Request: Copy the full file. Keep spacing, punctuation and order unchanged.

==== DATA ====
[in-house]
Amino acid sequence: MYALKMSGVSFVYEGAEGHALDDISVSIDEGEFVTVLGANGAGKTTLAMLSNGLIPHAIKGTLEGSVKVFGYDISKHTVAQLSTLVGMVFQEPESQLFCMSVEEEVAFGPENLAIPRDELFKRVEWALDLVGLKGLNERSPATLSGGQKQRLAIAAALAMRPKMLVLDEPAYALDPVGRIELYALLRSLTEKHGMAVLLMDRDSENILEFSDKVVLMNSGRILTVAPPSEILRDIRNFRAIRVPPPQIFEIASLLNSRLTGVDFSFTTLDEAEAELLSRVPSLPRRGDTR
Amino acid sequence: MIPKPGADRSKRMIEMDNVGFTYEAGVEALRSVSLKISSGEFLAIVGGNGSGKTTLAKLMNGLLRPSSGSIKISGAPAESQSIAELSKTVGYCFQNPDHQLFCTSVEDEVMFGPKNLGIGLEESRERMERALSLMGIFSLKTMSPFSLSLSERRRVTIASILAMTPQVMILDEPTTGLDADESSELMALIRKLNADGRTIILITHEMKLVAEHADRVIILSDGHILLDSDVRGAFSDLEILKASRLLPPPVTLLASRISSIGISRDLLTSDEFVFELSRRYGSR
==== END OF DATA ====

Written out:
[in-house]
Amino acid sequence: MYALKMSGVSFVYEGAEGHALDDISVSIDEGEFVTVLGANGAGKTTLAMLSNGLIPHAIKGTLEGSVKVFGYDISKHTVAQLSTLVGMVFQEPESQLFCMSVEEEVAFGPENLAIPRDELFKRVEWALDLVGLKGLNERSPATLSGGQKQRLAIAAALAMRPKMLVLDEPAYALDPVGRIELYALLRSLTEKHGMAVLLMDRDSENILEFSDKVVLMNSGRILTVAPPSEILRDIRNFRAIRVPPPQIFEIASLLNSRLTGVDFSFTTLDEAEAELLSRVPSLPRRGDTR
Amino acid sequence: MIPKPGADRSKRMIEMDNVGFTYEAGVEALRSVSLKISSGEFLAIVGGNGSGKTTLAKLMNGLLRPSSGSIKISGAPAESQSIAELSKTVGYCFQNPDHQLFCTSVEDEVMFGPKNLGIGLEESRERMERALSLMGIFSLKTMSPFSLSLSERRRVTIASILAMTPQVMILDEPTTGLDADESSELMALIRKLNADGRTIILITHEMKLVAEHADRVIILSDGHILLDSDVRGAFSDLEILKASRLLPPPVTLLASRISSIGISRDLLTSDEFVFELSRRYGSR